Trapeze School New York Beantown's instructors marry exercise and art as they teach trapeze calisthenics to aerial athletes of all skill levels, winning praise and coverage from publications such as the New York Times, Huffington Post, Boston Herald, and Wall Street Journal. Their skilled instructors team up with students to safely defy gravity during aerial classes, party packages, and kids' summer camps, which span airborne disciplines such as flying trapeze and silks to nonairborne skills such as juggling and underwater tightrope walking. The school fuels communication within the high-flying community through a digital discussion group and special events. Additionally, TSNY's nonprofit community-outreach branch donates flying-trapeze instruction to underprivileged people and supports the arts and sciences through fundraising events.
On Friday nights at Crosby Whistle Stop dance hall, the floorboards heat up under the swinging steps of students, regulars, and teachers cutting a rug at Boston Swing’s Central’s weekly social dances. Sometimes it’s pre-recorded tunes and sometimes it’s a live band inspiring the boogiers, but either way, it’s a rollicking good time for all ages and skill levels and no partner is required.
The weekly party, which starts with a group class from 8-9 p.m. and then transforms into a free-for-all from 9 p.m. – 12 a.m., is the focal point of the non-profit dance organization. Boston Swing Central also offers classes and boot camps where dance instructors teach you how to do the east coast, lindy hop, and Charleston.
Influenced by dance trends from Europe to Latin America, the staff at SuperShag Dance Studios splits its time between three Boston-area spaces filled with dancing poles, yoga mats, and custom sound systems. Founder Chris Johnston—who won several amateur Latin dance championships as a kid in Ireland and was named a World Class adjudicator by the National Dance Council of America—carefully amassed his talented troupe of teachers from dance schools around the world and from Fred Astaire’s botched attempts to clone himself. During private and group lessons, they spice up Latin-, ballroom-, and pole-dance numbers with an urban twist heavily influenced by British Dancesport, and ready students for competitions.
Formed by a pack of game-changing new comedians, The Comedy Studio's casual laugh lab hosts both acclaimed funny people and fresh faces. The jam-packed schedule ensures plenty of opportunities to take in a show. The 8 p.m. shows break up the monotony of a chaotic workweek but end early enough (10 p.m.) to curb next-day exhaustion. Seating is determined on a first-come, first-serve basis. The all-ages facility provides a funny-bone-fondling venue for blind dates, out-of-town visitors, or disgruntled neighbors.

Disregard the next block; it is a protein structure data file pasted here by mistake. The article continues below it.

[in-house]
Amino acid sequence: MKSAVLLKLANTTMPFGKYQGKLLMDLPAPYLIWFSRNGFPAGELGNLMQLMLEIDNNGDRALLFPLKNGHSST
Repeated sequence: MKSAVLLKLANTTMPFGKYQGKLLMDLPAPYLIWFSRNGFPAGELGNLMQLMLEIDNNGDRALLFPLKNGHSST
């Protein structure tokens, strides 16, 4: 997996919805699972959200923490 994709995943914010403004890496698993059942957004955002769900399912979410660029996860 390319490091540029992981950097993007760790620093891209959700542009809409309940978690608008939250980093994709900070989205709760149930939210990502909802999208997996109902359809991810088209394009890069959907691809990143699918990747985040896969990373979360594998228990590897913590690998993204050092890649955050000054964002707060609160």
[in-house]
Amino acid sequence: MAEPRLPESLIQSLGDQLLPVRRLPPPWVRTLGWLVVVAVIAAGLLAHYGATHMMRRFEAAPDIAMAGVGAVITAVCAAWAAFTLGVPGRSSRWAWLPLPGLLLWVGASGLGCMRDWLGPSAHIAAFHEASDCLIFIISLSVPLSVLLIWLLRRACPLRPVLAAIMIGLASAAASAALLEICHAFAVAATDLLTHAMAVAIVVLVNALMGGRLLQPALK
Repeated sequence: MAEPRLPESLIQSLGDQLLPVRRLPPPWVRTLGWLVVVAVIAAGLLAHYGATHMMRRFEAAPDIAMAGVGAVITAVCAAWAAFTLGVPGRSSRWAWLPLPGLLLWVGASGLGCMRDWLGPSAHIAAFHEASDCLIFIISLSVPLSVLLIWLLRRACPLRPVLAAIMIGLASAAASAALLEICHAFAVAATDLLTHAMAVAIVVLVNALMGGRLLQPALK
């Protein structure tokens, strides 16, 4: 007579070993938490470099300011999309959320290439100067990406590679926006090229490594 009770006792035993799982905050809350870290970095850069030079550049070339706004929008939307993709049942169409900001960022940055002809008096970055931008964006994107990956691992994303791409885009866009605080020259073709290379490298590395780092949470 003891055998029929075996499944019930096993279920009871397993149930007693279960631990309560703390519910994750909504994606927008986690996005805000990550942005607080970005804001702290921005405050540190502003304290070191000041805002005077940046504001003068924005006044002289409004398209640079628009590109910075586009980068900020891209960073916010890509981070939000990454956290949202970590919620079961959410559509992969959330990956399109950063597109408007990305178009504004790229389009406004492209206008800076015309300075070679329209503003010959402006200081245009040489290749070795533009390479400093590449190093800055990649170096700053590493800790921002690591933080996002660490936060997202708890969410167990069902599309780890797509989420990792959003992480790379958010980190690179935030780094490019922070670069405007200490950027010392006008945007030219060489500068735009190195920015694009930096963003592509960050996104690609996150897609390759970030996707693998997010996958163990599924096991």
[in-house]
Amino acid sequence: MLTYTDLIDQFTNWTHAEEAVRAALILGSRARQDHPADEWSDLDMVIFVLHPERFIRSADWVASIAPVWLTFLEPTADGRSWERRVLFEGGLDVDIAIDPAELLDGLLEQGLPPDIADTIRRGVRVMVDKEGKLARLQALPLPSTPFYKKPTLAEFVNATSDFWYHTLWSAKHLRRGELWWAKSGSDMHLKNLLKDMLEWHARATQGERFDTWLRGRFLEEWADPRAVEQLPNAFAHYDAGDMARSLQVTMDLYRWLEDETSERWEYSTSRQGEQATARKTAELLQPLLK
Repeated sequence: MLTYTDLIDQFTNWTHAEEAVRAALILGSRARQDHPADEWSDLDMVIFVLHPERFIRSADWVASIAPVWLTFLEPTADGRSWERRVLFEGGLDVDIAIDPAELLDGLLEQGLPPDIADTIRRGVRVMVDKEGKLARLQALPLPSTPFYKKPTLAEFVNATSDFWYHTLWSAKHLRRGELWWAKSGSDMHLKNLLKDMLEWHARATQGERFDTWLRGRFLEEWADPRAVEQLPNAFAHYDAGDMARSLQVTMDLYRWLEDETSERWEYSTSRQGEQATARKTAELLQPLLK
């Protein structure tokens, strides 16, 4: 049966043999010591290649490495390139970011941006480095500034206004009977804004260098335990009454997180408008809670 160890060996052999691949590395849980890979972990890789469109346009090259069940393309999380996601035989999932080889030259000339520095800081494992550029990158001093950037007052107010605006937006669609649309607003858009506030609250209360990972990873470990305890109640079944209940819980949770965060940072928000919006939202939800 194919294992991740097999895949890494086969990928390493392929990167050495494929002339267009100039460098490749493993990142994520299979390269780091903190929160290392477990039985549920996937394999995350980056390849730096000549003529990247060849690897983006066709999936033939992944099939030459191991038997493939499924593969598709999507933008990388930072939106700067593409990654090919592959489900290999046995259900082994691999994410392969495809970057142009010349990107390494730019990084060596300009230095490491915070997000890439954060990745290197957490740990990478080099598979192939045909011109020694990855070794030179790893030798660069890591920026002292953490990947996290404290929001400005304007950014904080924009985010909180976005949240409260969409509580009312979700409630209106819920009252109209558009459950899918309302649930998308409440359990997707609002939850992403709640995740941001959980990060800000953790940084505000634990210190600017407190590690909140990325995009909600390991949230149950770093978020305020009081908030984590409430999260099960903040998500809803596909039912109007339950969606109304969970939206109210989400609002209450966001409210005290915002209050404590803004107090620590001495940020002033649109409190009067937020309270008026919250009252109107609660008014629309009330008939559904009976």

Since 1844, Hasty Pudding Theatricals, former home of such dignitaries as Theodore Roosevelt and Jack Lemmon, has stirred laugher with its long-standing tradition of brow-raising productions penned by students. For its 164th presentation, the Pudding players attack the fabric of the space-time continuum with a gigantic holepuncher of satire in There Will Be Flood. Space cowgirl Lauren Forcement leads a scallywag crew of time travelers on a mission to thwart an ancient prophecy before the world becomes a waterpark of the posthumous. Along its zillion-year journey to save humanity, the gang encounters punny prehistorical cutups such as caveman Homer Erectus, dinosaur Tyra Nassaurus, and Mayan deity Paco Lips. Fraught with Pudding’s undergraduate enthusiasm and tradition of cross-dressing burlesque, There Will Be Flood gorges guffaws from audiences and wounded howls from defrauded historians.
A joint effort of the inmates of the Improv Asylum theater and the soon-to-be unleashed comedy club Laugh Boston, the Legends of Boston Comedy New Year’s Eve show offers a knee-slapping alternative to televised events and auld lang sighing. Set in the historic confines of Plymouth Memorial Hall, laughs reverberate and glasses clink in celebratory toasts as favorite veteran comics of the Boston scene let loose with ribald punch lines.